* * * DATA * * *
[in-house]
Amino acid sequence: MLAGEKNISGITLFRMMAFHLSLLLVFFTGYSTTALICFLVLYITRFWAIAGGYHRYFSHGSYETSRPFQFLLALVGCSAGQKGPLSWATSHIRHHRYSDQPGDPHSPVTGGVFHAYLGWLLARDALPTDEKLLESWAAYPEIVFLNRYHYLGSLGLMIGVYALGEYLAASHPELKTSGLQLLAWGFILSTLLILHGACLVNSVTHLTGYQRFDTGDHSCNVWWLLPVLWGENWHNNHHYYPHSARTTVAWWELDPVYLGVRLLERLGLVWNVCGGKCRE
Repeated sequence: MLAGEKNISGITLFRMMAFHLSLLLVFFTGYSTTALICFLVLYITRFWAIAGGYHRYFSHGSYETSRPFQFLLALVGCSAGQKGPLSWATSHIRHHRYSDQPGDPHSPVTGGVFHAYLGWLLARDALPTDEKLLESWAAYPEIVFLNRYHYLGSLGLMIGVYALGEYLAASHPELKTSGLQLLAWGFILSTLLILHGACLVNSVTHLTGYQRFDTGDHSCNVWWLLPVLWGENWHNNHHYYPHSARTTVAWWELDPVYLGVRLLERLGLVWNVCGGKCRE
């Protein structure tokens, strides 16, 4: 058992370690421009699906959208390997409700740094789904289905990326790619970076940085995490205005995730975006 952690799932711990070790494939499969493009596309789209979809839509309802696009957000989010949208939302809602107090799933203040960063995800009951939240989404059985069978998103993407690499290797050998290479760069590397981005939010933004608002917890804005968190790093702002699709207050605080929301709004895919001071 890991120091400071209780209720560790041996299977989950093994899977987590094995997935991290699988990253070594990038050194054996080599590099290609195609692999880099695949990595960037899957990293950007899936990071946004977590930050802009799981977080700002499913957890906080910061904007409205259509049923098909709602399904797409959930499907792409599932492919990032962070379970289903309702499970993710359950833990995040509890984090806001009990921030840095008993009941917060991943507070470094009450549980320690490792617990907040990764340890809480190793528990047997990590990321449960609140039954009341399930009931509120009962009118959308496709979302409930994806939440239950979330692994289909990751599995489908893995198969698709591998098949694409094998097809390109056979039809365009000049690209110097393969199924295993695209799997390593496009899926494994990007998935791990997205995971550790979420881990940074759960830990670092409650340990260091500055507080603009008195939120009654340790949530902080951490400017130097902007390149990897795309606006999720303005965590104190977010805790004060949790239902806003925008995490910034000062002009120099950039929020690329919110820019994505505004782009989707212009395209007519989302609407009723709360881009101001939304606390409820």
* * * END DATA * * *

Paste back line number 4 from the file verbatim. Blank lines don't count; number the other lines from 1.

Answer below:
């Protein structure tokens, strides 16, 4: 058992370690421009699906959208390997409700740094789904289905990326790619970076940085995490205005995730975006 952690799932711990070790494939499969493009596309789209979809839509309802696009957000989010949208939302809602107090799933203040960063995800009951939240989404059985069978998103993407690499290797050998290479760069590397981005939010933004608002917890804005968190790093702002699709207050605080929301709004895919001071 890991120091400071209780209720560790041996299977989950093994899977987590094995997935991290699988990253070594990038050194054996080599590099290609195609692999880099695949990595960037899957990293950007899936990071946004977590930050802009799981977080700002499913957890906080910061904007409205259509049923098909709602399904797409959930499907792409599932492919990032962070379970289903309702499970993710359950833990995040509890984090806001009990921030840095008993009941917060991943507070470094009450549980320690490792617990907040990764340890809480190793528990047997990590990321449960609140039954009341399930009931509120009962009118959308496709979302409930994806939440239950979330692994289909990751599995489908893995198969698709591998098949694409094998097809390109056979039809365009000049690209110097393969199924295993695209799997390593496009899926494994990007998935791990997205995971550790979420881990940074759960830990670092409650340990260091500055507080603009008195939120009654340790949530902080951490400017130097902007390149990897795309606006999720303005965590104190977010805790004060949790239902806003925008995490910034000062002009120099950039929020690329919110820019994505505004782009989707212009395209007519989302609407009723709360881009101001939304606390409820």